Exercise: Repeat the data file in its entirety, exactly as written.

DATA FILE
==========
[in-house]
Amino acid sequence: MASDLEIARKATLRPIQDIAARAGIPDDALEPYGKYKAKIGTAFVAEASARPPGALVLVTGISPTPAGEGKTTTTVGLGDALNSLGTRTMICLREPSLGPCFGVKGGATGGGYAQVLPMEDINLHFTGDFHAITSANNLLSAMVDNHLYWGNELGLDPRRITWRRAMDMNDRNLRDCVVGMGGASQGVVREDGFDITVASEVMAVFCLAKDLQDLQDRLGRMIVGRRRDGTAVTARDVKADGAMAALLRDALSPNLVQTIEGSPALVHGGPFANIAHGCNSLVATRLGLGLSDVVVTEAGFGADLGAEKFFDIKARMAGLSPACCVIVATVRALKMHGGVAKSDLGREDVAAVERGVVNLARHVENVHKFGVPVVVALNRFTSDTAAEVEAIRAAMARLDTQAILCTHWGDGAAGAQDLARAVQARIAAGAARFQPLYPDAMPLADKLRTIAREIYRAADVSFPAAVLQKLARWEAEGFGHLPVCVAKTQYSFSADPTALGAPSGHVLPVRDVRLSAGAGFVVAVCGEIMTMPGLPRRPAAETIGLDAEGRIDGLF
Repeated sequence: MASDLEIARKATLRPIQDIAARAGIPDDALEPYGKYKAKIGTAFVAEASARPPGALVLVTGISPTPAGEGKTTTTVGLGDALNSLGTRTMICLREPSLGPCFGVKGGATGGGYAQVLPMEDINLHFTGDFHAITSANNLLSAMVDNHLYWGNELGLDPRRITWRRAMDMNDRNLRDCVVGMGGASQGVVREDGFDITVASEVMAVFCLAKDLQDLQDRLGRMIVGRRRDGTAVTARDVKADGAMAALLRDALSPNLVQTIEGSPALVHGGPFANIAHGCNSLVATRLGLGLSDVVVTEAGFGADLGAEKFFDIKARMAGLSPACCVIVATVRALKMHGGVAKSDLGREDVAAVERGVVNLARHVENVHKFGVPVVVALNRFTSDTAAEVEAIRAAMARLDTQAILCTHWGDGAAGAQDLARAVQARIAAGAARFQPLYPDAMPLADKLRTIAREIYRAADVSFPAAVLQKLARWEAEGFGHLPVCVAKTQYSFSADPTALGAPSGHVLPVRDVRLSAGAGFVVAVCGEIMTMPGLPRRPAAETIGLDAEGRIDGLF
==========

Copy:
[in-house]
Amino acid sequence: MASDLEIARKATLRPIQDIAARAGIPDDALEPYGKYKAKIGTAFVAEASARPPGALVLVTGISPTPAGEGKTTTTVGLGDALNSLGTRTMICLREPSLGPCFGVKGGATGGGYAQVLPMEDINLHFTGDFHAITSANNLLSAMVDNHLYWGNELGLDPRRITWRRAMDMNDRNLRDCVVGMGGASQGVVREDGFDITVASEVMAVFCLAKDLQDLQDRLGRMIVGRRRDGTAVTARDVKADGAMAALLRDALSPNLVQTIEGSPALVHGGPFANIAHGCNSLVATRLGLGLSDVVVTEAGFGADLGAEKFFDIKARMAGLSPACCVIVATVRALKMHGGVAKSDLGREDVAAVERGVVNLARHVENVHKFGVPVVVALNRFTSDTAAEVEAIRAAMARLDTQAILCTHWGDGAAGAQDLARAVQARIAAGAARFQPLYPDAMPLADKLRTIAREIYRAADVSFPAAVLQKLARWEAEGFGHLPVCVAKTQYSFSADPTALGAPSGHVLPVRDVRLSAGAGFVVAVCGEIMTMPGLPRRPAAETIGLDAEGRIDGLF
Repeated sequence: MASDLEIARKATLRPIQDIAARAGIPDDALEPYGKYKAKIGTAFVAEASARPPGALVLVTGISPTPAGEGKTTTTVGLGDALNSLGTRTMICLREPSLGPCFGVKGGATGGGYAQVLPMEDINLHFTGDFHAITSANNLLSAMVDNHLYWGNELGLDPRRITWRRAMDMNDRNLRDCVVGMGGASQGVVREDGFDITVASEVMAVFCLAKDLQDLQDRLGRMIVGRRRDGTAVTARDVKADGAMAALLRDALSPNLVQTIEGSPALVHGGPFANIAHGCNSLVATRLGLGLSDVVVTEAGFGADLGAEKFFDIKARMAGLSPACCVIVATVRALKMHGGVAKSDLGREDVAAVERGVVNLARHVENVHKFGVPVVVALNRFTSDTAAEVEAIRAAMARLDTQAILCTHWGDGAAGAQDLARAVQARIAAGAARFQPLYPDAMPLADKLRTIAREIYRAADVSFPAAVLQKLARWEAEGFGHLPVCVAKTQYSFSADPTALGAPSGHVLPVRDVRLSAGAGFVVAVCGEIMTMPGLPRRPAAETIGLDAEGRIDGLF